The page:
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Welcome to the

Gottman Connections Newsletter I S S U E

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In this Issue:

Hello Certified Gottman Clinicians!

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Breakthrough Research An article from Dr. John Gottman

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The Application of Gottman Theory to Collaborative Practice Michael Basta, L.C.S.W.

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Case Study #2 Working with a Couple when One Partner has Depression of PTSD

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Therapist Self-Care: An article from Peg Davies, MS, LMFT

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Why Should Therapists Use Social Media? A message from Michael Fulwiler, TGI Staff

Batia Gottman, Director, Professional Development

We’re excited to bring you this Fall 2012 second edition of the Gottman Connections Newsletter! First things first – there is cutting edge research for you to review. Let me call your attention to an article on page 2 by Dr. John Gottman titled “Announcing Breakthrough Research in the Treatment of Characterological Domestic Violence using Gottman Interventions.” In addition to TGI’s mission of providing the best training possible in the Gottman Method, the Professional Development Department’s goal is to support our therapists in pursuing their own professional goals as we seek to disseminate the method worldwide. To that end, we’ve tried to think creatively and provide you with articles on a variety of topics to stimulate your reflection about your own career. Check out “The Application of Gottman Theory to Collaborative Practice” by Michael Basta. He and his partner Marcia Gomez, both Certified Gottman Therapists, were invited by the Collaborative Council of the Redwood Empire to provide training on how the Gottman Method might be applied to this 20-year-old alternative to legal dispute resolution in the area of family law. Have you noticed that personal coaches are beginning to encroach on the couples’ therapy market these days? We certainly have. So here’s a thought for you: How about using their business model, and “coaching”

And much more…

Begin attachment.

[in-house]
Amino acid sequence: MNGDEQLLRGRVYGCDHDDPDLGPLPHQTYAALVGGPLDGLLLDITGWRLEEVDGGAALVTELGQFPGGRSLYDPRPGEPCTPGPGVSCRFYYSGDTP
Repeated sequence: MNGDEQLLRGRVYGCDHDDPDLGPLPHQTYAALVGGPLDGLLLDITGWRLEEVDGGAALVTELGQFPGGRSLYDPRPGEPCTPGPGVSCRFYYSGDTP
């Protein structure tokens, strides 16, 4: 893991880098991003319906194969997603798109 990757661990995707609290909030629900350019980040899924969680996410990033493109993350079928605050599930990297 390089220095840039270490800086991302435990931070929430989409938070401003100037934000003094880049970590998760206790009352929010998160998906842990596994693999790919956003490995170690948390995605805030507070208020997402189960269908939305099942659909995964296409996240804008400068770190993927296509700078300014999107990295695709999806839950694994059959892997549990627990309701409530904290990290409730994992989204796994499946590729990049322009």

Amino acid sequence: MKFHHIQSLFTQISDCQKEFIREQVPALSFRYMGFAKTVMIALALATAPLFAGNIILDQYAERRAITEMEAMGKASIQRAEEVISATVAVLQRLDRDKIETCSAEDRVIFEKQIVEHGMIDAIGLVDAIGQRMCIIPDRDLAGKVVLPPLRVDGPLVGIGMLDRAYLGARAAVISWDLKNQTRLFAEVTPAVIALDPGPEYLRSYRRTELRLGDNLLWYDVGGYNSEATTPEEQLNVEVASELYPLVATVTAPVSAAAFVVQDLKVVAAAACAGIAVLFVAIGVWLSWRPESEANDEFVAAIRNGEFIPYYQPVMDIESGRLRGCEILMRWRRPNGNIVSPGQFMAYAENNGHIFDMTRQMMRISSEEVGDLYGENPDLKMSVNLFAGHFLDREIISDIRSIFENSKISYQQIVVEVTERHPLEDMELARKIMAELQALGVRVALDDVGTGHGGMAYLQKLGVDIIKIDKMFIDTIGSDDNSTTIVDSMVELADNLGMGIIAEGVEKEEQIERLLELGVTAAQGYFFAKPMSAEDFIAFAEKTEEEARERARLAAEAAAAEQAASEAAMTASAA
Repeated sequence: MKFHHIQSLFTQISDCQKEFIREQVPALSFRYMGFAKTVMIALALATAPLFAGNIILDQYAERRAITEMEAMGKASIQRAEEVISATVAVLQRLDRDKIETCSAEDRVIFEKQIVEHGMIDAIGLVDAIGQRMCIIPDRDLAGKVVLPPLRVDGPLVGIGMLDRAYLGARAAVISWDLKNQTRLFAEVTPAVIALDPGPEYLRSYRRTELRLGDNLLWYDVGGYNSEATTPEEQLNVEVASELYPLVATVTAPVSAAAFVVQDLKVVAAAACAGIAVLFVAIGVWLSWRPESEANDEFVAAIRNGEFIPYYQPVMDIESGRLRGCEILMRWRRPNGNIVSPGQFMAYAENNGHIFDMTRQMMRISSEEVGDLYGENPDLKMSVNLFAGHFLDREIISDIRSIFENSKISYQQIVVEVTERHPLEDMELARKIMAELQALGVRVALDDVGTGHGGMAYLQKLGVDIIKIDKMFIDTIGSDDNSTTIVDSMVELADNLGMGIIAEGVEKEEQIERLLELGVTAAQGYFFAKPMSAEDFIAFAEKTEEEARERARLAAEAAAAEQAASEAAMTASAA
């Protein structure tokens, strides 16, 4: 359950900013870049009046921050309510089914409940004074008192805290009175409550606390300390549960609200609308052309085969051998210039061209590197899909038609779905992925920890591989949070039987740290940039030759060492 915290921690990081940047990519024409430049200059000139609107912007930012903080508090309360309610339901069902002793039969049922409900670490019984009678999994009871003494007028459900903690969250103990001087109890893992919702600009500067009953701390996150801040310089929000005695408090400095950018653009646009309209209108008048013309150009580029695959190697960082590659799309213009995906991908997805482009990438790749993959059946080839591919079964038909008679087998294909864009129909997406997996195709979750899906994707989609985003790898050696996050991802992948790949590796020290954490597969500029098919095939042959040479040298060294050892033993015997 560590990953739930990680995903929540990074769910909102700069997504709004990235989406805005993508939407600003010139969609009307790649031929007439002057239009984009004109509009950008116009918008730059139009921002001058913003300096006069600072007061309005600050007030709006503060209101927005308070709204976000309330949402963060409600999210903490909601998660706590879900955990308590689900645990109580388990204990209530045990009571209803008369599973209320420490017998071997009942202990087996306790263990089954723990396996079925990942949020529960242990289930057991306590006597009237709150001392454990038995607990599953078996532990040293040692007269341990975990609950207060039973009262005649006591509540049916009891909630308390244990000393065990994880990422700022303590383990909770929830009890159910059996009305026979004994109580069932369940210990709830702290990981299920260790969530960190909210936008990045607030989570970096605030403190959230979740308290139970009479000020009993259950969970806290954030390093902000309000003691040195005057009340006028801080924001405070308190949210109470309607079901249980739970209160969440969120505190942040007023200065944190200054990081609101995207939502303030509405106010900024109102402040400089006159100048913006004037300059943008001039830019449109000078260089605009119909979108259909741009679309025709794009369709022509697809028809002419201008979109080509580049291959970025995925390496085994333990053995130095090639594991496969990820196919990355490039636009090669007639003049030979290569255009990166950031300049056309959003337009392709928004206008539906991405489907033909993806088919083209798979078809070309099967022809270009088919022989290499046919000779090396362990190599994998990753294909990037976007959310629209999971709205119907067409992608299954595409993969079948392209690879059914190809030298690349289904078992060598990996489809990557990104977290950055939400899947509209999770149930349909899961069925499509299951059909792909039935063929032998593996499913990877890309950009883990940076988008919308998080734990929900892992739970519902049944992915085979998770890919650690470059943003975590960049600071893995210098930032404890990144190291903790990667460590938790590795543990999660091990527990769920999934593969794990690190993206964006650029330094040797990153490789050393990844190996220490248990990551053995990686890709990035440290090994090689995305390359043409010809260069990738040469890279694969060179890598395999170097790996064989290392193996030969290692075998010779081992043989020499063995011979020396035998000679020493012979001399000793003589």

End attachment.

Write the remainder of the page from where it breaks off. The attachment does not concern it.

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groups of people using the Gottman Method and teleconferencing? Take a look at this website, which demonstrates just such a model. Their teleconferences for support groups yield an hourly fee of close to $700 for the group leader. While we’re not advocating that you follow any particular model, we’re presenting some creative applications that might monetize your mental health expertise. Mike McNulty, Ph.D., LCSW provided this issue’s case study, which emphasizes the additional co-morbidities of depression and PTSD. Please read it and join our clinician’s Forum to confidentially discuss this case with your colleagues. These days it’s unwise to overlook the Internet as a serious marketing tool. If you haven’t sought to brand yourself on the Internet yet, you may be interested in the article “Why Should Therapists Use Social Media?” by Michael Fulwiler, TGI’s Director of Social Media Marketing. Michael makes a solid case for an Internet presence for your practice and yourself. In Psychotherapy Finances, the article “Facebook Ads Offer Targeted Alternative to Other Web Marketing” discusses the advantage of using targeted Facebook ads to drive people directly to your therapy website. The return on investment can be truly amazing. In the future, we’ll continue to feature web marketing as a means not only to increase your client numbers, but to create passive and residual income to free you from the business formula of hours worked = income. Courtesy of Bob Navarra, download a free PDF of Chapter 25, “Gottman Method Couple Therapy: From Theory to Practice,” by Robert J. Navarra and John Mordechai Gottman from the book “Case Studies in Couples Therapy: Theory Based Approaches,” made available to Bob by Routledge here. Rene Goldin, Psy. D., has written a thought provoking piece on using the Gottman Method to work with Hassidic couples who are in arranged marriages. These couples have only met for one hour when betrothed, and then spend their engagement in complete separation. How might the Sound Relationship House apply to them? Reba Connell, LCSW, who specializes in treating LGBTQI clients (lesbian, gay, bisexual, transgender, queer and intersex) presents a tongue in cheek treatment of fostering a couple’s bond in “Everything that was not David: Sculpting Emotional Connection in Gottman Method Couples Therapy.” Finally, CGT Peg Davies, MS, LMFT, discusses mindfulness techniques you employ when you feel yourself carried away emotionally during couples’ therapy in “Therapist Self-Care: Staying Grounded During Moments of Intensity.” TGI’s best and most vital resource is YOU, the clinician on the front lines, dedicated to using the Gottman Method in your mission to restore and repair relationships and families. My greatest pleasure is serving your needs and in turn hearing your energy and excitement as you are empowered by this eminently workable and scientifically grounded method. If you have an idea for an article you’d like to submit, please contact me, Batia Gottman, at bgottman@gottman.com. Or call me at 206-607-8716. We hope you enjoy this issue, and we wish you a joyful and productive autumn!